News & Updates
Thursday, 1 April 2021

By Jika Dalupan
Inquirer Golf Magazine

In this day and age of women empowerment, being a lady boss is not unheard of. The Philippines, in fact, is one of the highest ranked countries in gender equality. But what does being a lady boss really mean?

Let’s hear it from two women who carry huge responsibilities in running some of the most reputable golf courses in the country – Mary Grace Estuesta and Joanne Crisostomo-Reyes.


Mary Grace Estuesta
Assistant General Manager / Golf Director
Sta. Elena Golf & Country Club

Mary Grace Estuesta

1. What made you interested in golf?

That’s a 40-year old question for me! I think the question for me is why I still love golf. Golf has shaped my life and brought me to where I am now. I will always be thankful to my dad that he introduced me and my brother to the game of golf and to my mom, who made sure that we enjoyed our experience of golf (even if she didn’t play golf herself).

Jungolf gave me friends who are still my friends up to this time. Amateur, college and professional golf tournaments have taught me how to face challenges, deal with different characters and appreciate different experiences that come my way. Golf is a masterclass – it has since become my classroom.

2. How easy or difficult is it being an Assistant General Manager / Golf Director of Sta. Elena? How did you become one?

Nothing at work is easy nor difficult. But in this kind of operation, it is team work that makes work easier — having a team with the same vision but different kinds of perspective and ideas works. Our president, Sir Rico Tantoco and our Board of Directors guide us too, and it’s a privilege for us to learn from them.

When one becomes a manager, you’d think it would be you instructing and teaching but most of the time, it’s about learning. I learned so much from the different department heads, the staff, the caddies… we all put our ideas together and see what works for the members and for all.

How did I become one?? Ask Jong Arcano! (laughs) A good friend recommended me to the management of Sta. Elena in 2006. To be honest, I was not even a choice as I didn’t have experience in club management, but I believe my experience of being a golfer helped a lot. I am able to explain to my staff how a golfer would feel if you did that… or say that… and every day since then became a source of golf management lessons for me.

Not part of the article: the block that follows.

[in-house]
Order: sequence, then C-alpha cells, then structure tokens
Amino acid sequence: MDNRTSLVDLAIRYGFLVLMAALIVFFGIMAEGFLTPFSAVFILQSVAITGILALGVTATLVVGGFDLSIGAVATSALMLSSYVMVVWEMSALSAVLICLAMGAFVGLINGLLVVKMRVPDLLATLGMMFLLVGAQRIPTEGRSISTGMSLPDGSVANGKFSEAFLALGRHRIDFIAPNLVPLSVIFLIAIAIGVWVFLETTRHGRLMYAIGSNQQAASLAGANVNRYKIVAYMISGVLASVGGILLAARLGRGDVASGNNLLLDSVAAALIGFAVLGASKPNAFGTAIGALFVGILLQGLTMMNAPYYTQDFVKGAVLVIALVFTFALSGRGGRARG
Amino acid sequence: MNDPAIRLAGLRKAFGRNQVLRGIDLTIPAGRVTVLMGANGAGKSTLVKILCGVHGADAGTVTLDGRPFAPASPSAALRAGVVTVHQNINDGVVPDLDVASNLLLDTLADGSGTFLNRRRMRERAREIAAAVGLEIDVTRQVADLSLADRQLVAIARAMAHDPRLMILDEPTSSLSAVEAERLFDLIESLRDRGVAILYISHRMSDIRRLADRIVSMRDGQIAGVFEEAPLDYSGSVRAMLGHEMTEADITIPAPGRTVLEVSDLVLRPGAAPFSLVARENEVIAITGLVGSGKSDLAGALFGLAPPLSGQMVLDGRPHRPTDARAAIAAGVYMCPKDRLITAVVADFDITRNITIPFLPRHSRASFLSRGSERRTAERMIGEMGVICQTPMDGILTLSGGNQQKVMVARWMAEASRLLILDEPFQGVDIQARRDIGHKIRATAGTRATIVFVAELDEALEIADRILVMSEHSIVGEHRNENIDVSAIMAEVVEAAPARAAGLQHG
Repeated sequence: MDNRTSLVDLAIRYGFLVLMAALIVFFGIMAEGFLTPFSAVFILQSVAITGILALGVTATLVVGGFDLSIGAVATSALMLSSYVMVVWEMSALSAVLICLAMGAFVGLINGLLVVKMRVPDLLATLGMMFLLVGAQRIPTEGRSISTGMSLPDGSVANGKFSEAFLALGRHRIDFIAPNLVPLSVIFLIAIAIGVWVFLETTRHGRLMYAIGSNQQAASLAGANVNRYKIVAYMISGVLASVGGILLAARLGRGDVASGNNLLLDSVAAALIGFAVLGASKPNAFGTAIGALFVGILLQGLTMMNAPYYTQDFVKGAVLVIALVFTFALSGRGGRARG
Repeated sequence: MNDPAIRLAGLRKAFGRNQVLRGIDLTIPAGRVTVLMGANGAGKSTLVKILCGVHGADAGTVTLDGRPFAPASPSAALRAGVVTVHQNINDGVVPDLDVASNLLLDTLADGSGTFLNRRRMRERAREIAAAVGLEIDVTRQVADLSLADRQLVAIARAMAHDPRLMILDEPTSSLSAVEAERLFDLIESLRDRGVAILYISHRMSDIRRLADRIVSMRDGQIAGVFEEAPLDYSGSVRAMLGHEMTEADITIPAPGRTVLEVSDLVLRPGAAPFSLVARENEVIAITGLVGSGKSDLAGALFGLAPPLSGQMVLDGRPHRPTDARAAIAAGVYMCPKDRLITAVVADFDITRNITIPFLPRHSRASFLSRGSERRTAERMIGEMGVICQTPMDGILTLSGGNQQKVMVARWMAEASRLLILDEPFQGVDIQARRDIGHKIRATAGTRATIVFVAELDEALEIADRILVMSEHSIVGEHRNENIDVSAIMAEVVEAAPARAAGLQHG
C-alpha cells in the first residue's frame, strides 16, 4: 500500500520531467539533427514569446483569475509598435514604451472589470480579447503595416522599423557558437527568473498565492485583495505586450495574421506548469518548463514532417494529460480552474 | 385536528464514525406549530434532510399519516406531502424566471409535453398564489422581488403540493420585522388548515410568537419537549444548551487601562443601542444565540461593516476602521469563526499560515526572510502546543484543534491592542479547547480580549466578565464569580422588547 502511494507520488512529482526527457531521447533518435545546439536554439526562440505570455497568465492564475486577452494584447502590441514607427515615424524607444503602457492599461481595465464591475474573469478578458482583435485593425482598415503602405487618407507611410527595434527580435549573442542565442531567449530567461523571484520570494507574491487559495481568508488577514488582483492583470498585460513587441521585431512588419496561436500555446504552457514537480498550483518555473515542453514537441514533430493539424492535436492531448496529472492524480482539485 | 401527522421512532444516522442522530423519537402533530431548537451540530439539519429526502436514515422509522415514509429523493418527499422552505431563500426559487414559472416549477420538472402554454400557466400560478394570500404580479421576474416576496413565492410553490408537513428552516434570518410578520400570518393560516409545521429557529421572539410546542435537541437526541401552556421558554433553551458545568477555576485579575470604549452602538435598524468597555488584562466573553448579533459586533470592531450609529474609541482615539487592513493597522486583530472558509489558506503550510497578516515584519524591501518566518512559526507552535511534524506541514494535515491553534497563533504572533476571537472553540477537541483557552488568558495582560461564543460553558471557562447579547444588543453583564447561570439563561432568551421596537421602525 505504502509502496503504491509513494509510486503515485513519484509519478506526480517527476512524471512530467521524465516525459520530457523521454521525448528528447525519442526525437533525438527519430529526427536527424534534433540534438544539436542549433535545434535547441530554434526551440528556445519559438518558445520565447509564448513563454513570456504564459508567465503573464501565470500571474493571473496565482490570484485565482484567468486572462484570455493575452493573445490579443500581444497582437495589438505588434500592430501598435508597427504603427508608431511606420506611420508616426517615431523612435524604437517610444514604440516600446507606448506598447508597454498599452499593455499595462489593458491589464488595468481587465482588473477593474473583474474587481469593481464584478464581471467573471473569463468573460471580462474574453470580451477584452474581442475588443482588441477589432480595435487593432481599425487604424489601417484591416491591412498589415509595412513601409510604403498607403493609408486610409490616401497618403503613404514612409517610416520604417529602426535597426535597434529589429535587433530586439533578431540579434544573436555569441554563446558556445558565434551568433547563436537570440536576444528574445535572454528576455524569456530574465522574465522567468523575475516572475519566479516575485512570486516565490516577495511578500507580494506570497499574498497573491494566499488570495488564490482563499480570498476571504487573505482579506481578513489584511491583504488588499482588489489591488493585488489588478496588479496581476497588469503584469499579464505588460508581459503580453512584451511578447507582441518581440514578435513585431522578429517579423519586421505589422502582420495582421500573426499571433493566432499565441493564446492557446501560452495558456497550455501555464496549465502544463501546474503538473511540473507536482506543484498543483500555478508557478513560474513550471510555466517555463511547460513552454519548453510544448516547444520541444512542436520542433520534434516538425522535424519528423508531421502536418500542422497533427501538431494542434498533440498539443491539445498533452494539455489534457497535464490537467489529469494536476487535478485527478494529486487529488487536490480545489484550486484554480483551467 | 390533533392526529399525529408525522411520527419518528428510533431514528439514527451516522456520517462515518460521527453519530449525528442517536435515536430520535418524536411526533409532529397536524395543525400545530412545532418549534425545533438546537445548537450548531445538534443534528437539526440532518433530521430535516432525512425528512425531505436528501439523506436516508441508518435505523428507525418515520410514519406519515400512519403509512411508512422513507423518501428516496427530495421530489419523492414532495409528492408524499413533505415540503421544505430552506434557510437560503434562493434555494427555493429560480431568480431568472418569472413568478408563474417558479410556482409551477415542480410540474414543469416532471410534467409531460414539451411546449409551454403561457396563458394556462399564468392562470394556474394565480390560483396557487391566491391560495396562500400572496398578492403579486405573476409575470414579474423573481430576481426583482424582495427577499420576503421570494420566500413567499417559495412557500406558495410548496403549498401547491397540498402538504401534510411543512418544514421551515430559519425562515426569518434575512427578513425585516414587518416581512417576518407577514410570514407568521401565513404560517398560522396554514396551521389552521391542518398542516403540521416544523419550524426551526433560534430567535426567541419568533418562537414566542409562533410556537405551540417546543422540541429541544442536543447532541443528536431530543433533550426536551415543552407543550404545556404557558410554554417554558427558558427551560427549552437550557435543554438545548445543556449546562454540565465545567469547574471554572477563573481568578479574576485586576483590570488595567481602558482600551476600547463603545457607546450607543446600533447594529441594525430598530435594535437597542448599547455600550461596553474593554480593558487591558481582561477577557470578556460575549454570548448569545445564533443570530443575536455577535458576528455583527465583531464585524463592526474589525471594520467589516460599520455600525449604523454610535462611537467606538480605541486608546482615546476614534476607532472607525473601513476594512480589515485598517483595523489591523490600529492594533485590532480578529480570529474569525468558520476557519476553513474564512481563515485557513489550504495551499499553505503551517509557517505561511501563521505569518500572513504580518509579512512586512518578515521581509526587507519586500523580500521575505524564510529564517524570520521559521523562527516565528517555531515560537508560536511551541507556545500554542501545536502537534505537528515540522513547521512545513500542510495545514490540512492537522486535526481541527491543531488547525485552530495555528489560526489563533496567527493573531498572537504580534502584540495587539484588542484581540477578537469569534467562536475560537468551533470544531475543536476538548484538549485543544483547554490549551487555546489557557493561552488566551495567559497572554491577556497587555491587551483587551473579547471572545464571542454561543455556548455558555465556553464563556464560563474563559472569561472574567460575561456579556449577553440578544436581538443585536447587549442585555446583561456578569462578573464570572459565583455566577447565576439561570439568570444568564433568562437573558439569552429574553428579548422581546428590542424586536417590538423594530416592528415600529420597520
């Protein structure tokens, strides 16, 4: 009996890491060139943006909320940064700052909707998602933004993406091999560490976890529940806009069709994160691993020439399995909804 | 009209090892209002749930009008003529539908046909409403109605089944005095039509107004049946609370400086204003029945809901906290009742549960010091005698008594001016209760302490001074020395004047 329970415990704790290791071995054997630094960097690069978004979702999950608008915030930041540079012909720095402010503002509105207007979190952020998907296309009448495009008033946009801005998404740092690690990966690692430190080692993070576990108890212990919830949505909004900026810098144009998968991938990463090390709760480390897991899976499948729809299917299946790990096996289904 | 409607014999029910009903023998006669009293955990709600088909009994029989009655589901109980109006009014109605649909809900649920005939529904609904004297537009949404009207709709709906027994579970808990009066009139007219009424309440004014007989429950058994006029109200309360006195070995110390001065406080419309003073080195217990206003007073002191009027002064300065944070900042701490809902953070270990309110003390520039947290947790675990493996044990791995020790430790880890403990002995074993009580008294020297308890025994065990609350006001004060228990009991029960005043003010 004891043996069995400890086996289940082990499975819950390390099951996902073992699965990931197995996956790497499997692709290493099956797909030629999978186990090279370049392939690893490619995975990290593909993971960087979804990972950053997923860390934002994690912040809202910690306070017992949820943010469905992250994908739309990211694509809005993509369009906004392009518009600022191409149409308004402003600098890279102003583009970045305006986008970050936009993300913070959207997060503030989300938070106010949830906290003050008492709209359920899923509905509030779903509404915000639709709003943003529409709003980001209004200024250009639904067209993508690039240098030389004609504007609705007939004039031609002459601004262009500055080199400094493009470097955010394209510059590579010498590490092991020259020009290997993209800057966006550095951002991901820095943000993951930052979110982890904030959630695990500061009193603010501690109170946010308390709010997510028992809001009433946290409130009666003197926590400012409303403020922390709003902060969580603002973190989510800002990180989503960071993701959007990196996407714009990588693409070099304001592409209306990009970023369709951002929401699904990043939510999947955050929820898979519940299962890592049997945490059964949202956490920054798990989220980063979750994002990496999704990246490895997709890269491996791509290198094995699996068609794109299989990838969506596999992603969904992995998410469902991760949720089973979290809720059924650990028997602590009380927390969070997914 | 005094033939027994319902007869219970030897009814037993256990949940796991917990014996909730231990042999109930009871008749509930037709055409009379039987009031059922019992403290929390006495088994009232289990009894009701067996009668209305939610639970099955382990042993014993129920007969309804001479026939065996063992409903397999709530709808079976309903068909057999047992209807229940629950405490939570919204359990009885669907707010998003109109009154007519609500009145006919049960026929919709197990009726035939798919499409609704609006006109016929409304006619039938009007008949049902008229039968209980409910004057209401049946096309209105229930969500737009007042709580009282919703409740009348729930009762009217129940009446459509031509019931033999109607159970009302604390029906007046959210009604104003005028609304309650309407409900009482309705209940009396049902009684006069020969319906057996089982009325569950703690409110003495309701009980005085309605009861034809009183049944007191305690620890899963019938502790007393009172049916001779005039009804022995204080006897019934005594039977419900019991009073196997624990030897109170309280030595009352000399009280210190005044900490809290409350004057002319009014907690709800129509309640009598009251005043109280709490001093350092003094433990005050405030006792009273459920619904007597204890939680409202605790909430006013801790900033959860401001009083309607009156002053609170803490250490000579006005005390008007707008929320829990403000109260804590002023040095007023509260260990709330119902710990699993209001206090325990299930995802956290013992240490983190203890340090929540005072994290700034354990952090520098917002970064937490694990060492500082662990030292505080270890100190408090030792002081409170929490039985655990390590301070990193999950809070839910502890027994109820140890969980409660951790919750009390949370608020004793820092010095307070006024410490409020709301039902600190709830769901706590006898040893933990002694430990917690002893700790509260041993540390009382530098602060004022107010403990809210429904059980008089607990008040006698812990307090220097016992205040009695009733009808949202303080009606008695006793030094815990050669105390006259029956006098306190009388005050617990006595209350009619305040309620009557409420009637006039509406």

3. What’s your most memorable experience being a Golf Director?

Other than the COVID 19 lockdown which everyone experienced, maybe the most memorable experience I had as an AGM / Golf Director was when Taal Volcano erupted, and the golf course was covered with ash. When you are faced with that problem for the first time and having no experience on what to do and no idea of what will happen next, you wrack your brain trying to look for an answer…and only to find out that the answer you have is just in front of you.

The team work and the bayanihan of our staff at that time was amazing and can never be forgotten! All the staff – managers, golf course and clubhouse maintenance, caddies, staff from clinic, housekeeping, accounting, kitchen, waiters, admin, IT, purchasing, warehouse and HR – everyone were in the golf course cleaning for 8 days! And for most, it was the first time for them to be in the golf course.

It was such a touching experience…when you know that they could have been fixing their houses, but they came to work to help so we can go back to normal operations.

4. Are there any biases against female Golf Directors? If there are, how do you deal with it?

I have not felt it personally. Or if there were, maybe it didn’t bother me or I didn’t even notice!

5. Any message of encouragement for the women golfers and those thinking of taking up the sport?

This advice is not for women only, it’s for all. If you don’t practice, don’t expect a good score… and so you don’t have the right to get mad at yourself on the golf course or to your caddie. Now if you practice and you don’t get better, just enjoy and have fun… it will come! And if everything goes wrong… always, always go back to basics. I believe that 50% of a bad shot is even before you swing and hit the ball.

Finally, ask yourself this question when you are about to give up: What if I don’t give up? We always know what happens when you give up.. but what if you don’t?

Lady Boss Facts on Mary Grace:

  • Three-time Champion, Philippine Ladies Amateur Open